Recently I read a Wall Street Journal article titled “Women MBAs Continue to Lag in Pay, Promotions”.
The article is based on the “Pipeline’s broken promise” research by Christine Silva published in Catalyst, a New York City-based nonprofit focused on women in the workplace, and argues that despite having similar educational backgrounds and experience, female MBA holders are still not getting the same pay, positions, or promotions as their male colleagues.
The study, which had more than 9,000 respondents who graduated from 26 MBA programs between 1996 and 2007, found that starting from the first job post-MBA women lagged behind male respondents. For example, 60% of women respondents reported that their first job was at an entry-level position, as opposed to 46% of male respondents.
First Salary:Women also earned an average $4,600 less than men in their first job, even if they had the same amount of previous work experience, the study found.
According to the article, Ilene Lang, president and chief executive officer of Catalyst, attributes the disparity to something she calls “bad first boss syndrome.” The experience sours the potential for raises and promotions later on, Ms. Lang says.
“From the start, women start in lower positions, and they aren’t getting the right support from their management,” the study results indicate, she says.
Ann Bartel, an economics professor at Columbia Business School who studies labor economics and human resource management, says women may lag behind men for two reasons. In some cases, companies anticipate female employees will have children and do not include them in succession planning. The other reason is not driven by corporations, but rather by women themselves, who, anticipating the time commitment of a potential family do not lobby hard for plum positions.
Despite potential bias toward working mothers, Ms. Lang says the results showed no real difference for women without children. The study also found that men were twice as likely to be a CEO or senior executive in their current job.
ZoomInterviews sought to understand this phenomenon deeper and took a look at additional research explaining reasons for women’s lag in pay.
“Dynamics of the Gender Gap for Young Professionals in the Corporate and Financial Sectors,” research paper published in January 2009 by Marianne Bertrand (University of Chicago), Claudia Goldin (Harvard) and Lawrence F. Katz (Harvard) provides excellent analysis of how career dynamics differ by gender. The paper assesses the relative importance of various explanations for the gender gap in career outcomes for highly-educated workers in the U.S. corporate and financial sectors. The careers of MBAs, who graduated between 1990 and 2006 from top U.S. business schools, were studied to understand gender differences in this respect.
The research states that although male and female MBAs have nearly identical labor incomes at the outset of their careers, their earnings soon diverge. The research identified three proximate factors that explain the vast majority of the large and rising gender gap in earnings: differences in training prior to MBA graduation; differences in career interruptions; and differences in weekly hours. The presence of children is the main contributor to the reduced job experience, greater career discontinuity and shorter work hours for female MBAs. Across the first 15 years following the MBA, women with children have about an eight month deficit in actual post-MBA experience compared with the average man, while woman without children have a 1.5 month deficit. Similarly women with children typically work 24 percent fewer weekly hours than the average male; women without children work only 3.3 percent fewer hours.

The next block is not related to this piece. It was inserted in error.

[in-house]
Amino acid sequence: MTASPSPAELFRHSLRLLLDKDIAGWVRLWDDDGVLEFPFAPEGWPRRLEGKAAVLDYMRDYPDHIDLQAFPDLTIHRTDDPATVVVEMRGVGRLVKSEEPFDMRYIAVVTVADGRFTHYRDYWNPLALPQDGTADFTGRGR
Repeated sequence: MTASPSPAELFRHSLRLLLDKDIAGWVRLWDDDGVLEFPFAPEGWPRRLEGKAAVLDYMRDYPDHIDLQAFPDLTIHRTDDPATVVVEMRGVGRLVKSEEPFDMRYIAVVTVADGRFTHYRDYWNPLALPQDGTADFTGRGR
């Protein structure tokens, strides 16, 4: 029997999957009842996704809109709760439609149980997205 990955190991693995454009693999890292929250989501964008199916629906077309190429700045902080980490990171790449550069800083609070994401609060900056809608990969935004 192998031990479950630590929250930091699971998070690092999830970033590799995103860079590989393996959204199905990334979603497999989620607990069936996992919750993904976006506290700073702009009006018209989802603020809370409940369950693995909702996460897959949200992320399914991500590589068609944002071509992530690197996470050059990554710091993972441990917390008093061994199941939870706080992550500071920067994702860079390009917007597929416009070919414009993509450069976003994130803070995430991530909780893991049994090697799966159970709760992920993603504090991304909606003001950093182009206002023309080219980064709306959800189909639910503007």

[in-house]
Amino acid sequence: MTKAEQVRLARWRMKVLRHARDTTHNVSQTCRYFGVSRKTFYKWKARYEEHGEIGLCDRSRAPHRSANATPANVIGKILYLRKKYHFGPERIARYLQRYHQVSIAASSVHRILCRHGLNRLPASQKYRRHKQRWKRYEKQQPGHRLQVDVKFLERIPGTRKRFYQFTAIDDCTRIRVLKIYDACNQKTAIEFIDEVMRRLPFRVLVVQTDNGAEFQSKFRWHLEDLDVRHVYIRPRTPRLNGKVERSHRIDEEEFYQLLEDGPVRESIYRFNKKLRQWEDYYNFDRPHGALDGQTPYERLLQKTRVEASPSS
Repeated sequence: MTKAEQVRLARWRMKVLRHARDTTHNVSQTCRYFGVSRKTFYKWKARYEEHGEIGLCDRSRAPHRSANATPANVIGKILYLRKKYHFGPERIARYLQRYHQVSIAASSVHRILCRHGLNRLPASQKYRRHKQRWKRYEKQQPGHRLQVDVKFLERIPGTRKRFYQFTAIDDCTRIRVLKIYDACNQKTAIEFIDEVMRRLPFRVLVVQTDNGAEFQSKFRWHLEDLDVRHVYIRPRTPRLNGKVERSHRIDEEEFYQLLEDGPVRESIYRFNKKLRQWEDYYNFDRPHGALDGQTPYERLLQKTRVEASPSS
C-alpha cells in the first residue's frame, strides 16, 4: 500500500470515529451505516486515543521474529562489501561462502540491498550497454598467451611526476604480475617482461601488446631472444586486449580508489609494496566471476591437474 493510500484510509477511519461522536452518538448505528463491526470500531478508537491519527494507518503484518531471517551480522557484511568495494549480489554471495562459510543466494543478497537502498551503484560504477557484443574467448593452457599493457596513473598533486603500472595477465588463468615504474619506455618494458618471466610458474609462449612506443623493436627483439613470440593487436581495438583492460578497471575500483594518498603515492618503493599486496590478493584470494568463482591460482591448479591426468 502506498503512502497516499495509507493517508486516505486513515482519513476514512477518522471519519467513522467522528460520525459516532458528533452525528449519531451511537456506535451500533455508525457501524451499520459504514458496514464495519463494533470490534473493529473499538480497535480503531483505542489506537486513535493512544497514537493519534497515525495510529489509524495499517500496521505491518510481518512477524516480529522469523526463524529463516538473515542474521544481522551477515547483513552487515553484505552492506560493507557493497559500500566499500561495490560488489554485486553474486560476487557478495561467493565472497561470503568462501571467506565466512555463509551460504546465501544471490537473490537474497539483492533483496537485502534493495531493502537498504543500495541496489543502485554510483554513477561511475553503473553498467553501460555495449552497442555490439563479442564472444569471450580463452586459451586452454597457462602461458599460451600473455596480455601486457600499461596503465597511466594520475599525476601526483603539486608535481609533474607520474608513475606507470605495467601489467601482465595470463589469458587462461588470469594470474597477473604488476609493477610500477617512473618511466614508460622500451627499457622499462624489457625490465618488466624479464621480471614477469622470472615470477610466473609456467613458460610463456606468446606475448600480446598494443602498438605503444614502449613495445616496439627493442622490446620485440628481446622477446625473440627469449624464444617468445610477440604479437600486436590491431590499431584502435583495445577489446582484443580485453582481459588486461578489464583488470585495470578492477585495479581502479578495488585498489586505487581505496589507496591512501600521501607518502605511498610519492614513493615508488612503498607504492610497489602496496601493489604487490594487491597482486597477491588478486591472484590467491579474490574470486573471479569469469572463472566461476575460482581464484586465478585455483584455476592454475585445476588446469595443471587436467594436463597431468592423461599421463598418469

The careers of MBA mothers slow down substantially within a few years following the birth of their first child. This contrasts with almost no decline in labor force participation and only a modest decline in hours worked in the two years leading up to having their first child.
The share of female professionals not employed also rises substantially in the decade following MBA completion, with 13 percent of women not working at all nine years after completing their MBA as compared with 1 percent of the men.
Although hours of work are long for most MBAs, a substantial share of MBA women work part-time. The incidence of part-time work among employed MBA women increases with years since graduation, from 5 percent during the first year to 22 percent at 10 to 16 years out.
The reason such a large share of MBA women 10 to 16 years out can work part-time is because they are self-employed. In fact, of the 20 percent who are self employed at 10 to 16 years out, 57 percent work part-time. When MBA women want to work part-time, they disproportionately employ themselves.
Mean earnings by sex are comparable directly after receiving an MBA, but they soon diverge. Women earn $115K on average at graduation and $250K nine years out; men earn $130K on average at graduation and $400K nine years out. The median female MBA starts her career at the 34th percentile of the male distribution but after 15 years falls to the 19th percentile.